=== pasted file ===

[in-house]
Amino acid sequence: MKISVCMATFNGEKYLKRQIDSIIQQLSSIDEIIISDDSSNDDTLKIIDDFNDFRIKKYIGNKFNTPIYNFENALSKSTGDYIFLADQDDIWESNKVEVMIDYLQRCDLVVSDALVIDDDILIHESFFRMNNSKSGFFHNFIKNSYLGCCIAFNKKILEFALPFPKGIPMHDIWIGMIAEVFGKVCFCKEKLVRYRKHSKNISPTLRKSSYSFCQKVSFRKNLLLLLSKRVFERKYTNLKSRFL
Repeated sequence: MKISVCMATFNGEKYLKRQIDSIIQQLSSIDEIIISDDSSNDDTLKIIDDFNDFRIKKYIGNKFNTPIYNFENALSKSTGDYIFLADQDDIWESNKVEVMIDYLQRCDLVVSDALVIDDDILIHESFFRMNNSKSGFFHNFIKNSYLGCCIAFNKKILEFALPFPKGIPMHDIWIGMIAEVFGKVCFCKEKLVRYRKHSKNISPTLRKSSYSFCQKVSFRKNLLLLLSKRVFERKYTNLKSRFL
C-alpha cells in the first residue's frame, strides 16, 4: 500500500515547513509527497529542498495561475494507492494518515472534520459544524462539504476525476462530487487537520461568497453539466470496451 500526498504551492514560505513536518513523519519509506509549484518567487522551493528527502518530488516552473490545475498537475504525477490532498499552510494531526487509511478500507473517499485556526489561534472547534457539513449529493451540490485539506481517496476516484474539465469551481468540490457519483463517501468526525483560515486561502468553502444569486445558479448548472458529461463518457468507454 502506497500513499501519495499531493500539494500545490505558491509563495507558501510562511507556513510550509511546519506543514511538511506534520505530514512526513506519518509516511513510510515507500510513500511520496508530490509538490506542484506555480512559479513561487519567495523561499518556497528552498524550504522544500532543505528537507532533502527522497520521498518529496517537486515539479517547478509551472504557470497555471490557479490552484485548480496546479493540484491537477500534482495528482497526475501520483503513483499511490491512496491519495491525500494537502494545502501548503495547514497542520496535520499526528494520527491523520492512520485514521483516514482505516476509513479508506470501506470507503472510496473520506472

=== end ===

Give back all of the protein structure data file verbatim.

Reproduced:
[in-house]
Amino acid sequence: MKISVCMATFNGEKYLKRQIDSIIQQLSSIDEIIISDDSSNDDTLKIIDDFNDFRIKKYIGNKFNTPIYNFENALSKSTGDYIFLADQDDIWESNKVEVMIDYLQRCDLVVSDALVIDDDILIHESFFRMNNSKSGFFHNFIKNSYLGCCIAFNKKILEFALPFPKGIPMHDIWIGMIAEVFGKVCFCKEKLVRYRKHSKNISPTLRKSSYSFCQKVSFRKNLLLLLSKRVFERKYTNLKSRFL
Repeated sequence: MKISVCMATFNGEKYLKRQIDSIIQQLSSIDEIIISDDSSNDDTLKIIDDFNDFRIKKYIGNKFNTPIYNFENALSKSTGDYIFLADQDDIWESNKVEVMIDYLQRCDLVVSDALVIDDDILIHESFFRMNNSKSGFFHNFIKNSYLGCCIAFNKKILEFALPFPKGIPMHDIWIGMIAEVFGKVCFCKEKLVRYRKHSKNISPTLRKSSYSFCQKVSFRKNLLLLLSKRVFERKYTNLKSRFL
C-alpha cells in the first residue's frame, strides 16, 4: 500500500515547513509527497529542498495561475494507492494518515472534520459544524462539504476525476462530487487537520461568497453539466470496451 500526498504551492514560505513536518513523519519509506509549484518567487522551493528527502518530488516552473490545475498537475504525477490532498499552510494531526487509511478500507473517499485556526489561534472547534457539513449529493451540490485539506481517496476516484474539465469551481468540490457519483463517501468526525483560515486561502468553502444569486445558479448548472458529461463518457468507454 502506497500513499501519495499531493500539494500545490505558491509563495507558501510562511507556513510550509511546519506543514511538511506534520505530514512526513506519518509516511513510510515507500510513500511520496508530490509538490506542484506555480512559479513561487519567495523561499518556497528552498524550504522544500532543505528537507532533502527522497520521498518529496517537486515539479517547478509551472504557470497555471490557479490552484485548480496546479493540484491537477500534482495528482497526475501520483503513483499511490491512496491519495491525500494537502494545502501548503495547514497542520496535520499526528494520527491523520492512520485514521483516514482505516476509513479508506470501506470507503472510496473520506472